The next time you find yourself in a head-smacking debate with an anti-vaxxer, don’t even bother to engage.
A US study has just found that there is no way you can change the mind of someone who has consciously chosen not to vaccinate their children.
Depressing, we know.
The study, published in Pediatrics, tested four theories each designed to dispel the myths surrounding the measles-mumps-rubella (MMR) vaccine. The results will disturb you.
The first group, “Autism correction”, were explained (with actual science!) that it’s completely false to claim that there is a link between the MMR vaccine and autism.
It assured parents that the MMR vaccine is “safe and effective”. The second group called “Disease risks” involved telling parents of the risks – like you know, DEATH – associated with contracting the measles, the mumps, or rubella.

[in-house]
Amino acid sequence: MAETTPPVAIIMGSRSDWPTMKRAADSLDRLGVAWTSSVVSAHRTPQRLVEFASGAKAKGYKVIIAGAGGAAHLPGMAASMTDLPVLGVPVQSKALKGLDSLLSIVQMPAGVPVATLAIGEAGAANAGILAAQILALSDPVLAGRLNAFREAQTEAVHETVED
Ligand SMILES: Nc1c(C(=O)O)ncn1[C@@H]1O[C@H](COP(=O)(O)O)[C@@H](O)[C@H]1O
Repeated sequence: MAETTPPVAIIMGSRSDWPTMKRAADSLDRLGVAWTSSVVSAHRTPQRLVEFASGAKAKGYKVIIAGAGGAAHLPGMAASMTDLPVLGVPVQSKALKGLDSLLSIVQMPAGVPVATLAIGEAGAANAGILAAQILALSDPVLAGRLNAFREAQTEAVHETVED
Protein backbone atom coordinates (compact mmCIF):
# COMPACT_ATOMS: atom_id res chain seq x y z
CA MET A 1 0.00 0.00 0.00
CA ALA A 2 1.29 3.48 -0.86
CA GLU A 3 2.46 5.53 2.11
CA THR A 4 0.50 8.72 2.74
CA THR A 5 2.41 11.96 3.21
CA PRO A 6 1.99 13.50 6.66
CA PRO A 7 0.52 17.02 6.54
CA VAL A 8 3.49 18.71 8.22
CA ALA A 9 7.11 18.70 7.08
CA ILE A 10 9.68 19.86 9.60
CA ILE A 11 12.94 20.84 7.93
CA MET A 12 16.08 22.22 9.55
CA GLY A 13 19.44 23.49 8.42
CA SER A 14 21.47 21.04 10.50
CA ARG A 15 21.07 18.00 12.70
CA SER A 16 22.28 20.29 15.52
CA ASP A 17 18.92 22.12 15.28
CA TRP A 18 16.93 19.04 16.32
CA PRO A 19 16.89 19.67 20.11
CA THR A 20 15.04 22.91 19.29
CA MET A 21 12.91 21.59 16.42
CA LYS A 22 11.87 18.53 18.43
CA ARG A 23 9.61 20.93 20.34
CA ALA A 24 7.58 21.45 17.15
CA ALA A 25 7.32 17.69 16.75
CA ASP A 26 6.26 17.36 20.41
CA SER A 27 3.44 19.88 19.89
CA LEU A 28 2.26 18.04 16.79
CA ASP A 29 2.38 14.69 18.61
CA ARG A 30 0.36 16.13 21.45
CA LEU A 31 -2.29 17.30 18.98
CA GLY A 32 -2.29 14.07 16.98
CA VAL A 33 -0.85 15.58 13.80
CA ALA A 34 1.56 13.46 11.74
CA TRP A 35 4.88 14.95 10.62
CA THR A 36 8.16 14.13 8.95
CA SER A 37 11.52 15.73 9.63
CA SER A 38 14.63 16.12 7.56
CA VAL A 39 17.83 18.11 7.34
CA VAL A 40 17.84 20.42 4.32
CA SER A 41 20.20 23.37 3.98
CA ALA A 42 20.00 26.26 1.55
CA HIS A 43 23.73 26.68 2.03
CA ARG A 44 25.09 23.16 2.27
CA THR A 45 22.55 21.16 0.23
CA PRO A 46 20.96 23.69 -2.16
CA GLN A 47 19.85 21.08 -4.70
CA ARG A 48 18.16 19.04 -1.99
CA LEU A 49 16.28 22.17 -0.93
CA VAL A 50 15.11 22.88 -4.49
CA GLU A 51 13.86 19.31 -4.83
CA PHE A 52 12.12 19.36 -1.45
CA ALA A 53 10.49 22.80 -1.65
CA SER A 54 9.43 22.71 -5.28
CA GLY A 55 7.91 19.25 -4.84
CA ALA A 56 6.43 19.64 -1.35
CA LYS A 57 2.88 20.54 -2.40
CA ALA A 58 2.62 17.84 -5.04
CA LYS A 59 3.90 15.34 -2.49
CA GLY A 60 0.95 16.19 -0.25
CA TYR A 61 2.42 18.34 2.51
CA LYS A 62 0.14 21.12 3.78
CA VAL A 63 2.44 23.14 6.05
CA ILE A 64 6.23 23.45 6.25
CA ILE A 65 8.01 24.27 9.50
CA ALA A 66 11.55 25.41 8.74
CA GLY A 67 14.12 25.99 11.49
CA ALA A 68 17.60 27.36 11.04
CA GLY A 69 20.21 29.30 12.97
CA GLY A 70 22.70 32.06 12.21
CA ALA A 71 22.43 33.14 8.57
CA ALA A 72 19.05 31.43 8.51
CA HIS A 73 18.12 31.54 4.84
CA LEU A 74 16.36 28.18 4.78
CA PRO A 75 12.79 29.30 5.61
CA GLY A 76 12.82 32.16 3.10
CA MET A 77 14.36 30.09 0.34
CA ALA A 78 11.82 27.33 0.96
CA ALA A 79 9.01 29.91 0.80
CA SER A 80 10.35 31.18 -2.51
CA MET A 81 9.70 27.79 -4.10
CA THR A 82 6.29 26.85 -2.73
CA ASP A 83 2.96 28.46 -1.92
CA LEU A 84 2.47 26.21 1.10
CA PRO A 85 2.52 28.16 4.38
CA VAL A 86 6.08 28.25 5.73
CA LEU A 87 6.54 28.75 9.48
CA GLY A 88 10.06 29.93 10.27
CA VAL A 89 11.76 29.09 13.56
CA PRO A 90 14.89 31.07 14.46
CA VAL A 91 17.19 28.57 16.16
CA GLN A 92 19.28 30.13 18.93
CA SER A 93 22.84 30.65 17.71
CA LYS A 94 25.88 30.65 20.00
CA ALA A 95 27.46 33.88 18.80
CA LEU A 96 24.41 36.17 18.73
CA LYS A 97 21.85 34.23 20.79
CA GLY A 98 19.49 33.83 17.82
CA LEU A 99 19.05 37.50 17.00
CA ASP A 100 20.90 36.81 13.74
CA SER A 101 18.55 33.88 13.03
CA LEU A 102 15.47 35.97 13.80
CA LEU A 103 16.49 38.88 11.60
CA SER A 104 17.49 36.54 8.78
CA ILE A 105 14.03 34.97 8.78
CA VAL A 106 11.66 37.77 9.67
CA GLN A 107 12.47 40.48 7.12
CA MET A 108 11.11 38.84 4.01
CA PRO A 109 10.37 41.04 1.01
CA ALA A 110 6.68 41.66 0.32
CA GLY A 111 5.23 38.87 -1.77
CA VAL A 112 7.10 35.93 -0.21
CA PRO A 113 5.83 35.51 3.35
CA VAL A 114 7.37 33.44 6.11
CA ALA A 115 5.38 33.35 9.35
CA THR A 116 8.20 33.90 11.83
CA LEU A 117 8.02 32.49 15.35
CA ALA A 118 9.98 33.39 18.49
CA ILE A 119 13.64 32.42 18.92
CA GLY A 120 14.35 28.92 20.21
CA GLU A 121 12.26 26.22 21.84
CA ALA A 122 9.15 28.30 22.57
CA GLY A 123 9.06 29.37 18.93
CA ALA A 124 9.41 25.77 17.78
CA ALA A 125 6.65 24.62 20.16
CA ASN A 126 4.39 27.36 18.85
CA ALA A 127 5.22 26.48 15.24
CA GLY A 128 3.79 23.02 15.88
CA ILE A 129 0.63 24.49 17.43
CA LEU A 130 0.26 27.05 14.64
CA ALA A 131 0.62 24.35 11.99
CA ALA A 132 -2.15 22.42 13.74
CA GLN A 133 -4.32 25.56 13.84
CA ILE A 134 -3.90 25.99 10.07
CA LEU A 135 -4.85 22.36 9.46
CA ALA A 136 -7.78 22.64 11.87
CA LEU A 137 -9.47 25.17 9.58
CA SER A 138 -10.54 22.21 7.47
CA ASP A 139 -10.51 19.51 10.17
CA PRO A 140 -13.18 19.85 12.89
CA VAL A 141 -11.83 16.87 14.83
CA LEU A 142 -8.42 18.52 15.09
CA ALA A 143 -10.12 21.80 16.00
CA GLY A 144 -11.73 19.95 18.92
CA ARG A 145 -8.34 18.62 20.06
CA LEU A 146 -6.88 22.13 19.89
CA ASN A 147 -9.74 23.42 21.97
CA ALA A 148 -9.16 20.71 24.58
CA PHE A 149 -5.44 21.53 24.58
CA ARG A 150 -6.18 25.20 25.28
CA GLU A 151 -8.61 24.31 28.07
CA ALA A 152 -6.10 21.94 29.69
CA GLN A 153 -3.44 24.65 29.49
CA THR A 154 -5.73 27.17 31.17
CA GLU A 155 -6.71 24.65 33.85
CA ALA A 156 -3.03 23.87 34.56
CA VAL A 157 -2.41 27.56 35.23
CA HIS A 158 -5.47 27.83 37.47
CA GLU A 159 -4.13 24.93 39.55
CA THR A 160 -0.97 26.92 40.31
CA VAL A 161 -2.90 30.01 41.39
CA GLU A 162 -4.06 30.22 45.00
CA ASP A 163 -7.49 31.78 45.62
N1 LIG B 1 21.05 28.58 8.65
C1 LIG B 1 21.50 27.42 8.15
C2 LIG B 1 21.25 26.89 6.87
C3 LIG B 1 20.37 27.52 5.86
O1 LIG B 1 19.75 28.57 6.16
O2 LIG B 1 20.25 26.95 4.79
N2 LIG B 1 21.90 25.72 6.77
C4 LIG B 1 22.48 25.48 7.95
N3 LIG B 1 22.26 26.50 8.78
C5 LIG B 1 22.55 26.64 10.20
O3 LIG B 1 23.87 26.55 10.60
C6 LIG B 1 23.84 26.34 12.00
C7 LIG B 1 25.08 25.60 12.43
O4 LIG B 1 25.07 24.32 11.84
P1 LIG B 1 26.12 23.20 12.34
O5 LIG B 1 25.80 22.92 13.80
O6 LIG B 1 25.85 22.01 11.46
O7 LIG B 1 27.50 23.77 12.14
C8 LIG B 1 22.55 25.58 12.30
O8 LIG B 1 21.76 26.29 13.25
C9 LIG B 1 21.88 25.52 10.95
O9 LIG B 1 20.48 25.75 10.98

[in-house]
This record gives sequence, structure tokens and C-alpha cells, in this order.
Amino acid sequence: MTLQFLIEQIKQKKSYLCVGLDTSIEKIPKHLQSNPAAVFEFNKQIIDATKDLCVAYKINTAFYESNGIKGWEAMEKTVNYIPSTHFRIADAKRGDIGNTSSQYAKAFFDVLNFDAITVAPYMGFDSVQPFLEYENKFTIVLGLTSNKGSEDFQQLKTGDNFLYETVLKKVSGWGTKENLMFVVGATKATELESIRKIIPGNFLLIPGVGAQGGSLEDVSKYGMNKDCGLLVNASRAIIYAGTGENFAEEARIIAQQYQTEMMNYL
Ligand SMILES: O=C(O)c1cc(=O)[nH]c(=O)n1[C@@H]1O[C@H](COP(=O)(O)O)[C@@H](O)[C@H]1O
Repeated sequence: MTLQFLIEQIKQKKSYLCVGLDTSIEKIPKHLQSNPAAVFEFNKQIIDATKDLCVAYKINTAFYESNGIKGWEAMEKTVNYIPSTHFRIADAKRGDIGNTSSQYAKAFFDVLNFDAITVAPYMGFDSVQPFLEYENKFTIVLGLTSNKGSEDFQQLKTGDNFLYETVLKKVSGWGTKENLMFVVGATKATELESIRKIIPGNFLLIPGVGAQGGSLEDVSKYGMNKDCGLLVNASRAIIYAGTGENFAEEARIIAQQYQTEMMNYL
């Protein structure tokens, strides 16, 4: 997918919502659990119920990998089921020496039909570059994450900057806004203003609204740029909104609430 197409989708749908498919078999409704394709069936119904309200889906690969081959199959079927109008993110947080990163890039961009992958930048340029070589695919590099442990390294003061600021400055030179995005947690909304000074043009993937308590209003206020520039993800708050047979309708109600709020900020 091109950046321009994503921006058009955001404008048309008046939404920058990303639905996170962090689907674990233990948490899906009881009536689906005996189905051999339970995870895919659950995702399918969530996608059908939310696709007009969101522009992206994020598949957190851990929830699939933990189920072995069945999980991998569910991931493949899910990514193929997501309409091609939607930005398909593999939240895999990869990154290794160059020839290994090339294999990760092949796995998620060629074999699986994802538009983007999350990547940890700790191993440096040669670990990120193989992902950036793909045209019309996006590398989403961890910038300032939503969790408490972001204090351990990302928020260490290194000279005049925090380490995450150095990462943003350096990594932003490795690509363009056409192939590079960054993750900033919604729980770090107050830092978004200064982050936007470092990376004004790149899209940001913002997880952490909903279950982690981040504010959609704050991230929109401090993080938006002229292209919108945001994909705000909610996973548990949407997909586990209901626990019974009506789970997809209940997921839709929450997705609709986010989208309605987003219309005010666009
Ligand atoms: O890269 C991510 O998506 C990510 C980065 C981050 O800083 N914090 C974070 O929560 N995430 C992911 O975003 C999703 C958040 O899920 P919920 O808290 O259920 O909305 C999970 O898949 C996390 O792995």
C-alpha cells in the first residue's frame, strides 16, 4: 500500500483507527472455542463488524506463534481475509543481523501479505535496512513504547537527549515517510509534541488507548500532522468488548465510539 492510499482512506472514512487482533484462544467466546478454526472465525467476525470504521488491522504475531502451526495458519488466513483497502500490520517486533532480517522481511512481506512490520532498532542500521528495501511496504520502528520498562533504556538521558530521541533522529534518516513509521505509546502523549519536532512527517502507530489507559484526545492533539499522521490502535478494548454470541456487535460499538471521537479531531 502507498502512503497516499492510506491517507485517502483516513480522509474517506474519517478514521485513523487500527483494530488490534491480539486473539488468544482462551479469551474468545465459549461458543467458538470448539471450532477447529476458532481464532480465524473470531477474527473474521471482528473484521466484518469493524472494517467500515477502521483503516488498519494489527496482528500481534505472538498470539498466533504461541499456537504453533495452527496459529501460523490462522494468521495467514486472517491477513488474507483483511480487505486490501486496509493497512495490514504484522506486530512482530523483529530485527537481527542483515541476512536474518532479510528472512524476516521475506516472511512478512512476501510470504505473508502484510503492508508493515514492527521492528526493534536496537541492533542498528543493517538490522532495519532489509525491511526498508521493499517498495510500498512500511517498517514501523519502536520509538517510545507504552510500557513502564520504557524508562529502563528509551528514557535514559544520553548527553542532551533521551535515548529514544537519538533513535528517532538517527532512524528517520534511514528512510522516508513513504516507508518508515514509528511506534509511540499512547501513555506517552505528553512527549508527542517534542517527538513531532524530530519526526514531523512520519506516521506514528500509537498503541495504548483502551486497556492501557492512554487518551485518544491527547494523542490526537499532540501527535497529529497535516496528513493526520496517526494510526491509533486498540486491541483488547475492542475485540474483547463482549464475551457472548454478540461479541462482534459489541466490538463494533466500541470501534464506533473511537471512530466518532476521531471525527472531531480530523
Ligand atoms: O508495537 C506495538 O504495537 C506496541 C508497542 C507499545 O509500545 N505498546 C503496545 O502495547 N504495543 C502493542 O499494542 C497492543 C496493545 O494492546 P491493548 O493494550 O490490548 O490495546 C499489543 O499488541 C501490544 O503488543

Group three, “Disease narrative”, were told a true story about a 10-month-old who nearly died after contracting measles from another child in a doctor’s waiting room. The fourth and final group were shown disturbing images of children who have diseases, which could’ve been prevented by the MMR vaccine.
The only group that had a significant breakthrough amongst the 1,759 Americans surveyed was group one, which focused on correcting misinformation around autism.
As for “Autism correction,” it actually worked, among survey respondents as a whole, to somewhat reduce belief in the falsehood that vaccines cause autism. But at the same time, the message had an unexpected negative effect, decreasing the percentage of parents saying that they would be likely to vaccinate their children.
So even though the parents now understood there wasn’t no link between vaccines and autism, they STILL weren’t prepared to vaccinate their children against these preventable childhood diseases. In fact, it made them more defensive about their choice.